A few of weekends ago a couple of friends and I decided to take an icy drive down the 76 year old Icefields Parkway. Starting in Jasper Town-site, and after an obligatory Americano and scone from the very popular Bear’s Paw, we headed south down the road. Along the Icefields Parkway there are many places to pull over and get nice views of the Athabasca or Sunwapta Rivers, along with many open vistas with mountainous panoramas to behold. We stopped at a few of these places on our way to Athabasca Glacier located near Sunwapta Pass.
One of the places of note was Tangle Falls. As we walked across the road to get to the falls I grew excited once I spotted them; they resembled a giant shark mouth opened to allow the cold water to pour through. I practiced my long(ish) exposure techniques on the lower falls while my friends watched the ice climbers scaling the upper portion of the frozen falls. We counted over a dozen people scaling the ice cliffs, with what seemed to be at least two groups leading the climbs. If given the appropriate training, I think that ice-climbing would be a neat way to keep busy during the winter while you waited for summer scrambling. For now I will be content in watching them pick and kick their way up the vertical terrain while I plod about on snowshoes and skis down in the valleys.
A few more stops along the way for photo ops and then down the road to the Icefield Centre, just over 100km from Jasper Town-site. I imagine in the warmer months the area has a few more visitors, but today was nice and quiet. Once parked at the Athabasca Glacier parking lot we scaled the moraine and headed towards the toe of the glacier. A couple of snow angels were created along the way, and plans were made to slide down the snow-covered hill leading down from the glacier on the return.
As the last of the moraines were ascended, the vibrant blue of the glacier peeked out from its wintry cloak. We sped up our steps and headed toward the opening of an ice cave. Like excited children we explored the nooks and crannies and climbed up onto the two protrusions of ice that overlooked the cave mouth. The ice walls were incredibly smooth and the most gorgeous colour of turquoise I’ve ever seen; my pictures didn’t do justice to its cold beauty.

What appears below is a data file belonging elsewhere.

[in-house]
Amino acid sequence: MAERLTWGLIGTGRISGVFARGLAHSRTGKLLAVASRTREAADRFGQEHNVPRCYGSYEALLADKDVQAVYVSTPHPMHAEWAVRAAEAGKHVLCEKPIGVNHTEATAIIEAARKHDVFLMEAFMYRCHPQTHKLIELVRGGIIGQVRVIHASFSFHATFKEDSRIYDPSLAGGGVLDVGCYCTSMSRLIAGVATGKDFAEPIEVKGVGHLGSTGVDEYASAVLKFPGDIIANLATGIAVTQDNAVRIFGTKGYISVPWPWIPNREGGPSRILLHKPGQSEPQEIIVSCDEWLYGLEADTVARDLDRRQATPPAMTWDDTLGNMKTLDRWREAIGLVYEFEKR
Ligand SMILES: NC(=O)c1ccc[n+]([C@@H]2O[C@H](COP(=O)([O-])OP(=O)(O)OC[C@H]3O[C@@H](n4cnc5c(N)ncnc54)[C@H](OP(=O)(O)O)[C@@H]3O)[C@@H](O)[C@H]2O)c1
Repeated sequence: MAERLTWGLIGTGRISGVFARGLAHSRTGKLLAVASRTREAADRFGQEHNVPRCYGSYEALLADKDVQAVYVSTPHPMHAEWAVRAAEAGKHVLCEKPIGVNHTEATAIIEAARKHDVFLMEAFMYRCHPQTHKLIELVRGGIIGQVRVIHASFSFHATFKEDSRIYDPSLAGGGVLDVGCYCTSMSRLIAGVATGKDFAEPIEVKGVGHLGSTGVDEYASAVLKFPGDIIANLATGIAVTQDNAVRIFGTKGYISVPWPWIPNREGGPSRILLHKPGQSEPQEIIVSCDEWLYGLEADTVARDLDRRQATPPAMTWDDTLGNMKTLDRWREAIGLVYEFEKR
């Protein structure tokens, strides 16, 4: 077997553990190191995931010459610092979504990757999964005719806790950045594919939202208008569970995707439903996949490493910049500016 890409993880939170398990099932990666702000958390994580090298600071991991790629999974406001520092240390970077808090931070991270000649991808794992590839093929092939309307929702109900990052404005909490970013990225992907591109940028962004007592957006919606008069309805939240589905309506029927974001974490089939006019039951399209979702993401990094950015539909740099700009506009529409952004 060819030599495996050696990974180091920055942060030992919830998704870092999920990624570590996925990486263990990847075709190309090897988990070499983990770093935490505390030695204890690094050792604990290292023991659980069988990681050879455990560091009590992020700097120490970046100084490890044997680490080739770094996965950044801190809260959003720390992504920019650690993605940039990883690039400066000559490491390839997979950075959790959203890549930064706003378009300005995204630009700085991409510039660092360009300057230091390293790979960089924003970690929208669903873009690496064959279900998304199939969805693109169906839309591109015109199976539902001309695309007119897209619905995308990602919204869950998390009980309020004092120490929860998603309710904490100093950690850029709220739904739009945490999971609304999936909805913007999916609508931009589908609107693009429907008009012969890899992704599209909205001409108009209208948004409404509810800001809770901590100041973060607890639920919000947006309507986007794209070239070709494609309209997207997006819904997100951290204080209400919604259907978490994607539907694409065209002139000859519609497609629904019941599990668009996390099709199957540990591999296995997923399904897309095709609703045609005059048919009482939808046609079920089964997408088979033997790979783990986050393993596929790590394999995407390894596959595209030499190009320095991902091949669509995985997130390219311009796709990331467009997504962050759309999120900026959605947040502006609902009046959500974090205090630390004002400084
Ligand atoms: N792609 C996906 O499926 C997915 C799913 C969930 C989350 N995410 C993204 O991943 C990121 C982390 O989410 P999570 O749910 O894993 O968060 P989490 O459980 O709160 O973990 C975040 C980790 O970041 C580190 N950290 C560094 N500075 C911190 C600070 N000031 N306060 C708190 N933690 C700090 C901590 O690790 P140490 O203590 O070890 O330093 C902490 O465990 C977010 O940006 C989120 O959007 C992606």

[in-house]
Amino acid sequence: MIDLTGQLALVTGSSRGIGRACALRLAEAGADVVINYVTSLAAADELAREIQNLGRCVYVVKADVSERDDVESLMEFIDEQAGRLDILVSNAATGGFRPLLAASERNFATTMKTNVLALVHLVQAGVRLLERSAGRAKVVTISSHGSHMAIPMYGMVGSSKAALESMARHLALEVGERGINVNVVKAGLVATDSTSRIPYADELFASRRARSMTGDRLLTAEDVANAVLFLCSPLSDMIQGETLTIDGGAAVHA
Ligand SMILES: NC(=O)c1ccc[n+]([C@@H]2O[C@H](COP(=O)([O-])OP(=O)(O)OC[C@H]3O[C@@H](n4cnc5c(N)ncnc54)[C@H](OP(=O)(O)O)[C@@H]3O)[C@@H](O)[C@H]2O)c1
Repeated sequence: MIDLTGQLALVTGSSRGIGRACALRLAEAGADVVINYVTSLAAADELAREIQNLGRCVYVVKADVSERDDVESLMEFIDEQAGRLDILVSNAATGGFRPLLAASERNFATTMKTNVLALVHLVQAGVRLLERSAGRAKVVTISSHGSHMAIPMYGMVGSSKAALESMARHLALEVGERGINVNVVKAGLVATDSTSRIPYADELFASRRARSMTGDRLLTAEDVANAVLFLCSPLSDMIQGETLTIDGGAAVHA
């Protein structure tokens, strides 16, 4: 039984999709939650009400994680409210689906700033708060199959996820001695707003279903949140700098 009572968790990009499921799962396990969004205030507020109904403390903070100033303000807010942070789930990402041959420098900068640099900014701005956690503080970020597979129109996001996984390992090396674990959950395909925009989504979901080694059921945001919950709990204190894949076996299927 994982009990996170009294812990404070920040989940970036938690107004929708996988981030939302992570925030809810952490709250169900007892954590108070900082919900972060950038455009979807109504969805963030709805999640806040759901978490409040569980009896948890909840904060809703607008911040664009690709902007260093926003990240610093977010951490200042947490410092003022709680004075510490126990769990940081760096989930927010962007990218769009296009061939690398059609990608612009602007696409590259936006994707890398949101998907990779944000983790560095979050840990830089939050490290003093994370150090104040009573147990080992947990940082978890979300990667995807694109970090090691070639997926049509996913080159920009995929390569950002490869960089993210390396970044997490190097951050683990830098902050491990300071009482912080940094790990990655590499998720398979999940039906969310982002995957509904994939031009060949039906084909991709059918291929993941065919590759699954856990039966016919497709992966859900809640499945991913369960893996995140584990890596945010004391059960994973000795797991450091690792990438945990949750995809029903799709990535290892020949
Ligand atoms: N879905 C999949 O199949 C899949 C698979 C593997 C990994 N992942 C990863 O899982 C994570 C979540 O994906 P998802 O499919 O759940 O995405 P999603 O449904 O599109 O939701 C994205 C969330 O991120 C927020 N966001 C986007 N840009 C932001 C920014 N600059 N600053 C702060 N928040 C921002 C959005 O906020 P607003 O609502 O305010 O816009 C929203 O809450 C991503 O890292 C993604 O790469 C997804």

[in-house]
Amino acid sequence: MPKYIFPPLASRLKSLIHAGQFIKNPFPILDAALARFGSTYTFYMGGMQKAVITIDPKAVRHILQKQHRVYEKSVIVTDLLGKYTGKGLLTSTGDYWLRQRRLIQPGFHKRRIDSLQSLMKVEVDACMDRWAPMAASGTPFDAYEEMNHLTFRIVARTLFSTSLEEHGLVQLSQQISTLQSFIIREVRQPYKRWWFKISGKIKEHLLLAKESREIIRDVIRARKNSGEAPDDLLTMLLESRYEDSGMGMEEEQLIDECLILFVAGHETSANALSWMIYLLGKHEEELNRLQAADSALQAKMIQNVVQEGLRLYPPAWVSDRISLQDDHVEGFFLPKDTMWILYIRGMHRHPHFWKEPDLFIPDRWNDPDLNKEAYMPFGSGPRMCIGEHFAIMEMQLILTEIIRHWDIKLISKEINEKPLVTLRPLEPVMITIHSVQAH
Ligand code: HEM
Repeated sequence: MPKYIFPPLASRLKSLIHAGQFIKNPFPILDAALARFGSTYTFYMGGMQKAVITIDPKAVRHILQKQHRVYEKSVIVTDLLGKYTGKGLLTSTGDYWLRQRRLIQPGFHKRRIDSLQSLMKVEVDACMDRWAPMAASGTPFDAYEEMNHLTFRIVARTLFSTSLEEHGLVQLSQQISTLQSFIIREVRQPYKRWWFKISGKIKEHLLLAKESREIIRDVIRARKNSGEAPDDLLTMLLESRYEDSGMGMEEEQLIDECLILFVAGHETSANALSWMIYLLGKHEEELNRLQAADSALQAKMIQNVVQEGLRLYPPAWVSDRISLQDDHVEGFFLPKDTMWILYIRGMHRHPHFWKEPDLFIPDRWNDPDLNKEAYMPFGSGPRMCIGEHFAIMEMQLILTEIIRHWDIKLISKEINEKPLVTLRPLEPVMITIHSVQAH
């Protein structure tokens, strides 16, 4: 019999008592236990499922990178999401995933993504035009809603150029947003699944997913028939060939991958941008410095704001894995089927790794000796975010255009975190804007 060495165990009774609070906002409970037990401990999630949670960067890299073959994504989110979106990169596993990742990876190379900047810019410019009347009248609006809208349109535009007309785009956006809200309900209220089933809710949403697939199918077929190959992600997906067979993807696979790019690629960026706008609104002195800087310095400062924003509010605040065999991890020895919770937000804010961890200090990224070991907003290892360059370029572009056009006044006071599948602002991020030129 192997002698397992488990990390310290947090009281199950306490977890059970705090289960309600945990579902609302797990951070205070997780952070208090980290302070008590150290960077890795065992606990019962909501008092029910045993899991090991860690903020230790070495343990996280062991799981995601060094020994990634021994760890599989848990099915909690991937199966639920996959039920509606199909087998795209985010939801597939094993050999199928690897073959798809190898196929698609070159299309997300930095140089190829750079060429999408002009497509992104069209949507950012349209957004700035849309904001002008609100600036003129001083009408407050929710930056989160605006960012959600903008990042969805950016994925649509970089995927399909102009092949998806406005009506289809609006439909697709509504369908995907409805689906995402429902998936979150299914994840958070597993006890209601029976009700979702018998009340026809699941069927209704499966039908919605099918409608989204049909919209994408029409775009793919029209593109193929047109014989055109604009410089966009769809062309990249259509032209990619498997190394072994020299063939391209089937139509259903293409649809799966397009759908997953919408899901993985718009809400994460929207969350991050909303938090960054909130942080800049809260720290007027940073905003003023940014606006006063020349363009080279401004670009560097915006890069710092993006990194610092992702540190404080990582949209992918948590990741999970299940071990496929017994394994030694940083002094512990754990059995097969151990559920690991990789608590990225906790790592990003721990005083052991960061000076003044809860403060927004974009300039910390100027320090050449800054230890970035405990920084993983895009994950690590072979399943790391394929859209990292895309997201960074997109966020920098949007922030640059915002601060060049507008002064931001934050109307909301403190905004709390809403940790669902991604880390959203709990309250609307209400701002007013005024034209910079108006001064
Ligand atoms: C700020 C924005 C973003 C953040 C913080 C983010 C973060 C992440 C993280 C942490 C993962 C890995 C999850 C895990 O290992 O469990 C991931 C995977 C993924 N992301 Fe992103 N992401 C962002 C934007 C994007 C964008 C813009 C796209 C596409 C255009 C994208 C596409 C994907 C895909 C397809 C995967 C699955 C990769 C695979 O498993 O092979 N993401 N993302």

After about 30min of “oohs” and “ahhs” and “oh my goodness, you have to come see this!” we wandered out of the cave and around the toe of the glacier to appreciate the wall of ice and the frozen tarn at its foot. There was an amazing view of the mountains surrounding the pass and the skies were a deep blue with fluffy clouds travelling over the jagged peaks.
On our way back to our vehicle snow slide was spotted. Nervous of all things steep and icy, I let my hiking buddies go first. After one of them went head first (to get optimum speed from her slippery jacket of course), I felt a little better, and sure enough it was tons of fun. Our hike back to the vehicle was much less eventful, but was still a lovely walk in the sunshine and snow.
After downing some water and snacks we decided we weren’t done exploring, so off down the Parkway we drove. We stopped shortly at Bridal Falls for a peek over the cliffs and then continued on to the Weeping Wall, a very impressive cliff overlooking the river. After talking to two gentlemen that had just came down from climbing the frozen cliffs, we decided to pull on some hiking cleats, grab the poles, and check it out. Five minutes of walking through the snow-packed trail took us to the base of the falls.
Since the frozen falls were completely in the sun, there was a constant trickle of water and every now and then a sprinkling of ice would fall down. Envisioning a cold death-by-iceslide, I convinced my partners to head back to the safety of the truck…but not before my fearless friend made his way up to stand against the cliff so that we could get perspective on how tall it really was.
As we drove back to Jasper Town-site, I flipped through the pictures that I had taken and was quite happy with the day’s adventures. It’s not often that you get to see a beastly waterfall, climb into a turquoise ice cave, or hike to the base of a very tall and very frozen cliff, after all. There are many other sights and adventures to be had off this epic road, and perhaps I will have to elaborate in the future. For now, I encourage you to get out and go for a walk, even if there are no waterfalls, glaciers, or cliffs involved.